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Wild Chives

Posted by bubbalove 7 Central AL (My Page) on
Sun, Mar 14, 10 at 19:47

Here in Central Alabama they seem to grow in everyone's yard. I dug up a bunch today and cleaned them up, munching on a few right now with a bit of sea-salt.

I was wondering how wild they are. Did Europeans bring them over?

Any good recipes? I'm not a cook but was thinking maybe cream of onion soup?


Follow-Up Postings:

RE: Wild Chives

"I was wondering how wild they are. Did Europeans bring them over?"

Well, it all depends.... There are native onion family plants that look like chives, and can taste oniony, or sometimes a little garlicy. Just one of them - Allium canadense. See the link, and then search further. Flowers are very similar to chives, also.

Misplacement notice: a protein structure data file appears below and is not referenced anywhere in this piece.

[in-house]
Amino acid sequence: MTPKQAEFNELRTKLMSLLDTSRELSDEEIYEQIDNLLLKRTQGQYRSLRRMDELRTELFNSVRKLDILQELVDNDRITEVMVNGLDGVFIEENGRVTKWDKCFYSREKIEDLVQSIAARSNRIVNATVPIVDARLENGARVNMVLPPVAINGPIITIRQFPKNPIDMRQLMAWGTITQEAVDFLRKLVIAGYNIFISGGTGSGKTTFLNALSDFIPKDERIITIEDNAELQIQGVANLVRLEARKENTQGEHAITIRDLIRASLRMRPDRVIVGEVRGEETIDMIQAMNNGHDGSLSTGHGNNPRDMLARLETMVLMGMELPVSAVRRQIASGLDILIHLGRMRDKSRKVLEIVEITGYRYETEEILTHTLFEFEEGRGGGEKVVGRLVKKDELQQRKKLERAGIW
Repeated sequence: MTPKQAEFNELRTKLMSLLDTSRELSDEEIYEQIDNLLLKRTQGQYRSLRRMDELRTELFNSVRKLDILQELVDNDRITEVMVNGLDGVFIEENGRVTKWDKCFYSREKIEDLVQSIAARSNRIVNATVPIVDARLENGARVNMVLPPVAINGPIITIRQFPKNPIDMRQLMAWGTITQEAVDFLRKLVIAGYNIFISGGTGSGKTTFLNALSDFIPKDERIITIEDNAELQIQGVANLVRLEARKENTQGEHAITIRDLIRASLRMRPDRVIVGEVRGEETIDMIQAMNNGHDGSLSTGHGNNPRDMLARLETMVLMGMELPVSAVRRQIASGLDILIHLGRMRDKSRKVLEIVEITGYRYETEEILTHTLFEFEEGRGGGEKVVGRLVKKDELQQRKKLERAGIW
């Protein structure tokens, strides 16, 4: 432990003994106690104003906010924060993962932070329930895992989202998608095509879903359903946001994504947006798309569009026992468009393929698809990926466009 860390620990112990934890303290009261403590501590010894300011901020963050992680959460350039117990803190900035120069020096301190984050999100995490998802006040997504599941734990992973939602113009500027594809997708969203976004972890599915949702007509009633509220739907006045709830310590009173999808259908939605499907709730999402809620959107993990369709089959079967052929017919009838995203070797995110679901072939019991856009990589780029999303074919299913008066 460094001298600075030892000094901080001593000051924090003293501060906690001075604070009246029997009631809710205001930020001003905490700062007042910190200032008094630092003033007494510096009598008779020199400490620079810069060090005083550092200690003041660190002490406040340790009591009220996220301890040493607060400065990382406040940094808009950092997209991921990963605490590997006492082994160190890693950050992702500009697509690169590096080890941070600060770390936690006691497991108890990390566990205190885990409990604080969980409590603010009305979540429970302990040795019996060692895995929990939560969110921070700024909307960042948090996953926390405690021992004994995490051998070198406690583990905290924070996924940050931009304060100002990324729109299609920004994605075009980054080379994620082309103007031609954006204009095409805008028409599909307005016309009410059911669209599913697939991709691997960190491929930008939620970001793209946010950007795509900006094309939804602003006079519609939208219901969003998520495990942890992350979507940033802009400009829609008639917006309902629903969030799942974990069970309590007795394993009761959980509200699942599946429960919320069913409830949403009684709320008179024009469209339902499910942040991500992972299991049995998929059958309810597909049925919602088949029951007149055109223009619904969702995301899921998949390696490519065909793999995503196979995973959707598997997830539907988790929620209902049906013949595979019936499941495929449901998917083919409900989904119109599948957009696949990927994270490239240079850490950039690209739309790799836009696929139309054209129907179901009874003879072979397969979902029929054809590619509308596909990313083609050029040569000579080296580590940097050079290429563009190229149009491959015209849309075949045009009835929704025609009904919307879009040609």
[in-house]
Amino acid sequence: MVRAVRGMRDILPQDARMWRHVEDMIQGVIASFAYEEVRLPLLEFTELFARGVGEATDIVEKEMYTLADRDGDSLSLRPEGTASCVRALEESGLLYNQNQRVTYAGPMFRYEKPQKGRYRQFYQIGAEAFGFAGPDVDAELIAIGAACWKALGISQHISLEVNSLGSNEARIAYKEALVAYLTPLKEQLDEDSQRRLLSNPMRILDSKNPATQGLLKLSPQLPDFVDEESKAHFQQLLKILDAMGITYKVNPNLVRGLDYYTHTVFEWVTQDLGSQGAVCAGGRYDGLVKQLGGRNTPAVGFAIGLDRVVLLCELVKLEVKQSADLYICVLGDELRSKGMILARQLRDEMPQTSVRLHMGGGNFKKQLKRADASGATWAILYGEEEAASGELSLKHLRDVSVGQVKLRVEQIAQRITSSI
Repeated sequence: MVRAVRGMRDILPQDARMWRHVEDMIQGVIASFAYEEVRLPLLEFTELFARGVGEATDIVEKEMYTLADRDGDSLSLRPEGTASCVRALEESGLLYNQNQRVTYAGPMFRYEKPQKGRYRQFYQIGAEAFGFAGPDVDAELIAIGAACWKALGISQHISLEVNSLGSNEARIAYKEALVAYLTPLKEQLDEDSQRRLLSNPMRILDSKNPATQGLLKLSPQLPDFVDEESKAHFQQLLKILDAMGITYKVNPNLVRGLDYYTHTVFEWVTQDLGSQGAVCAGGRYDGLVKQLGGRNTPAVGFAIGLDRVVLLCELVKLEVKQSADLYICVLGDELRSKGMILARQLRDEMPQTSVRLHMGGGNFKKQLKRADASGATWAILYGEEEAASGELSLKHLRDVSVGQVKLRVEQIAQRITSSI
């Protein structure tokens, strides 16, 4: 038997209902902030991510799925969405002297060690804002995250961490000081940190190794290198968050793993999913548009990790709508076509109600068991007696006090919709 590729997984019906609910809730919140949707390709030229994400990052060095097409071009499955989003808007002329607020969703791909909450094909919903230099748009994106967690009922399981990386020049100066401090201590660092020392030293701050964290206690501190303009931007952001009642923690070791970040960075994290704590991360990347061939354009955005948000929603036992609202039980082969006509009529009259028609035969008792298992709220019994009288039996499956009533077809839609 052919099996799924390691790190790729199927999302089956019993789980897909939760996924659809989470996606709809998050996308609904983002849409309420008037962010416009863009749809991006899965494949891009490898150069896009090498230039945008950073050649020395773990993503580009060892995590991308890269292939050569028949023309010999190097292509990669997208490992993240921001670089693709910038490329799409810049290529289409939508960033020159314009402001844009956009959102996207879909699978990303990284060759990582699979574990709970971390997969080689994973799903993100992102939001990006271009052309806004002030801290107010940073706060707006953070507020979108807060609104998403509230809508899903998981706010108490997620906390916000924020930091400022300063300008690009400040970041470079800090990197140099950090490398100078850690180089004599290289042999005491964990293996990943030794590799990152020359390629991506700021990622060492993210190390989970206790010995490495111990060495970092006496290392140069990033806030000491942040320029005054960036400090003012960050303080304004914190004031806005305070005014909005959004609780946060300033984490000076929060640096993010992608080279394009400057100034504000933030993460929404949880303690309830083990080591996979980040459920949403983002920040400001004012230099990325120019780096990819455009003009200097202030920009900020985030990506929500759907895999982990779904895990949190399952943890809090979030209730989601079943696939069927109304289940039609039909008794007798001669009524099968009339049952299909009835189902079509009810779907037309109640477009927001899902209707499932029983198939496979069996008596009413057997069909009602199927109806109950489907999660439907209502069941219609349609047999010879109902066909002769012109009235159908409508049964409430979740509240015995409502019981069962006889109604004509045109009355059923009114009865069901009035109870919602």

On the other hand, the standard 'store-bought' chives (Allium schoenoprasum) are from Europe, and were brought over in the 1600s. And anywhere they were planted, they seed in and spread, and so on and so on....

Could be either one, or some other cousin. All are edible. If they taste good, enjoy! The leaves aren't much more than a flavoring, but if you're digging the bulbs, recipes just depend on how strong the taste is. If they are mild, stick them in salads or in with other veggies. If they are a mite stronger, soup might be a great option, if you have enough of them.

Here is a link that might be useful: leaves

RE: Wild Chives

Thanks Linda,
Looks just like in the pic. I'll try them in a soup when the veggies start coming in.

RE: Wild Chives

How do you tell if they are wild chives, and not one of the poisonous look-alikes?

RE: Wild Chives

What "poisonous look-alikes" do you mean? Anyway, I don't know of anything that has that distinctive onion or garlic smell that's poisonous.

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